Australian mining companies not fazed on iron ore price - iMINCO Mining Training Information

Australian mining companies not fazed on iron ore price

iMINCO Australian mining companies not phased on iron ore priceAustralian mining companies are becoming resilient when the price of iron price fluctuates.

Heavy investments in new technology to increase mining efficiency have allowed mining companies like Rio Tinto and BHP to create a ‘safe’ buffer and in doing so are protecting mining jobs in the process.

Iron ore exports from Australia have been increasing over the past few months. West Australian, South Australian and Northern Territory mining companies are now churning out hundreds of thousands of tonnes of iron ore.

Iron ore price kick-starts mining investment

When the rapidly falling iron ore prices hit in 2012-2013, mining companies had to seriously rethink their operational cost structure and in doing so, took out the knife and started slashing costs where it could.

As a result of extreme cost cutting and investment in technology, some of the big miners like Rio Tinto, BHP and Fortescue came out the other end of the iron ore price drop crunch with highly efficient and profitable mining operations.

“mining operations could be sustained, no matter how low the price of iron ore”

Competing in a global market, this new outlook on a lean and trimmed workforce, coupled with technology driving productivity – Australian mining companies saw a new future emerging. A future where mining operations could be sustained, no matter how low the price of iron ore fell.

Australian mining companies chasing profitability

However, in terms of profitability, when the price of iron ore drops, the profits for the mining companies also dips. Maintaining a profitable mining operation is the key to future investment and longevity of mining jobs.

RioTintoandBHPBilliton reported that aone dollara tonne change in the iron ore price alters their profits by $US120 million ($A133.1 million).

“strong returns on capital invested”

BHPearned $US7.8 billion in the December half, and Rio earned $US10.2 billion in the year to December 2013. Both these high-performing mining companies can benefit from strong returns on capital invested in theirPilbaramining operations after this week’s plunge from $US114.20 a tonne to $US104.70 a tonne.

Given the reported cash costs of mining iron ore, which is around $45 a tonne (avg) if the price keeps dropping, miners like BHP and Rio Tinto would stay in the profit zone.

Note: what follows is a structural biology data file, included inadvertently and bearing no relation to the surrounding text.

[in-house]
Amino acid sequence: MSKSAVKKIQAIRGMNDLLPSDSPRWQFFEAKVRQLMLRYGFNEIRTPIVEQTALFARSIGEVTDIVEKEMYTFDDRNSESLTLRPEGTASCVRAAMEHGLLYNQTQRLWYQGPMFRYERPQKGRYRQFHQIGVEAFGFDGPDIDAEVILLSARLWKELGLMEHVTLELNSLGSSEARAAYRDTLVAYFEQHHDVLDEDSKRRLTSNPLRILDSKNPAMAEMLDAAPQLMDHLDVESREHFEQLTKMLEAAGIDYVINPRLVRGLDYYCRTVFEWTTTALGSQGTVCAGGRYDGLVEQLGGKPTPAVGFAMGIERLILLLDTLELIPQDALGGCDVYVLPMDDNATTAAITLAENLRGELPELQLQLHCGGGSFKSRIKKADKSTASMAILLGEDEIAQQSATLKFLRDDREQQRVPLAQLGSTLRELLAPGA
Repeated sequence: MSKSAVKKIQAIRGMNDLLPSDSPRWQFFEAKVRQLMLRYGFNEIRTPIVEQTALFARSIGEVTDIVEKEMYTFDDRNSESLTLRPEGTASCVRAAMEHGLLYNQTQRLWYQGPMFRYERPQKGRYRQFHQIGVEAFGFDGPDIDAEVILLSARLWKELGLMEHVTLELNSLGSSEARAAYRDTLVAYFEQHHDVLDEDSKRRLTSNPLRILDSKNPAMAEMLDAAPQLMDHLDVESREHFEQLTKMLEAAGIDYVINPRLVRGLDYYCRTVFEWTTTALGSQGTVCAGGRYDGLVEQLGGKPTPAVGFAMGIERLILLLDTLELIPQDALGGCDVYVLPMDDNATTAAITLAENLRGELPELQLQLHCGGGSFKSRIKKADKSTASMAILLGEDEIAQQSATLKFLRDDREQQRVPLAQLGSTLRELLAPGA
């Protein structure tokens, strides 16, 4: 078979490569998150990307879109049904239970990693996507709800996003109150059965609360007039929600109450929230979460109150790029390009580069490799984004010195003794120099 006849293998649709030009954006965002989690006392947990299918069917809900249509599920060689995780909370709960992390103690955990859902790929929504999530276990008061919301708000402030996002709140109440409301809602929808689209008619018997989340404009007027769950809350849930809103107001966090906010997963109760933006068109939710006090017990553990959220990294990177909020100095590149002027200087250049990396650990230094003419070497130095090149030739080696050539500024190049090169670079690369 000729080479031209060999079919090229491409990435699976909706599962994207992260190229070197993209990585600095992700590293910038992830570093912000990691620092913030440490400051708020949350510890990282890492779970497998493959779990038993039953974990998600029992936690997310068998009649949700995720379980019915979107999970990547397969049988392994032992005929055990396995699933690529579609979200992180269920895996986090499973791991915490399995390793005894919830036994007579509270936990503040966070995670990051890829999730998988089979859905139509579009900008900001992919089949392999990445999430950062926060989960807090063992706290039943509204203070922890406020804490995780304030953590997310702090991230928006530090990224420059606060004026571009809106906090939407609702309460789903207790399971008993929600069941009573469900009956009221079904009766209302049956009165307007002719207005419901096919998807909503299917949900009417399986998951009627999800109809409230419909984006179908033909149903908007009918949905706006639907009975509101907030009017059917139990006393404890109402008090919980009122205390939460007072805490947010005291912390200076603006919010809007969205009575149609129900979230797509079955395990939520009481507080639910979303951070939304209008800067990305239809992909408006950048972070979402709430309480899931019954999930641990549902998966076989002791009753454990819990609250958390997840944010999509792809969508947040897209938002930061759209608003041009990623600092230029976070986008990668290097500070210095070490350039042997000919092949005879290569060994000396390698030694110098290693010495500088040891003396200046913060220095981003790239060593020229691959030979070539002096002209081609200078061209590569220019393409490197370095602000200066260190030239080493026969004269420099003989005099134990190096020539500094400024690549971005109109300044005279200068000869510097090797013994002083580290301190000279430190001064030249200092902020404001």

With the declining price of iron ore and subdued demand from China, some of Australia’s higher cost iron ore mining companies start to feel the pinch.

Fortescue Metals Group makes mining efficient

Back in 2012, Fortescuewas loaded to the hilt in borrowings and was a high cost miner compared to its competitors. Debt was climbing, investors were chasing profits and things were looking grim when the iron ore price fell from $US130 a tonne in June 2012 to a low $US86 in September.

With the iron ore price per tonne sitting at under $US100 a tonne, Fortescue was unprofitable and changes had to be made.

“absolute strength and conviction”

Since those volatile days, Australia’s third biggest iron ore miner Fortescue is well placed to deflect any future iron ore price dives. In a show of absolute strength and conviction, Fortescue’s man at the helm, Andrew ‘Twiggy’ Forrest and his highly skilled management team have created ‘change’ in the organisation.

Production has increased, the cash cost of mining per tonne has dropped and debt has been paid down.

It was reported that Fortescue’s cost per tonne to mine the ore is $US83 a tonne in 2014.

“Fortescuehas a bit of room to breathe as the price of iron ore declines”

In 2013, Fortescue Metals’ Group break-even price was about $US103 a tonne and if things go to plan, their break-even price will be somewhere in the region of $US73 a tonne in 2015.

Compared to Rio andBHP, their cash costs per tonne are still high, although it means thatFortescuehas a bit of room to breathe as the price of iron ore declines.

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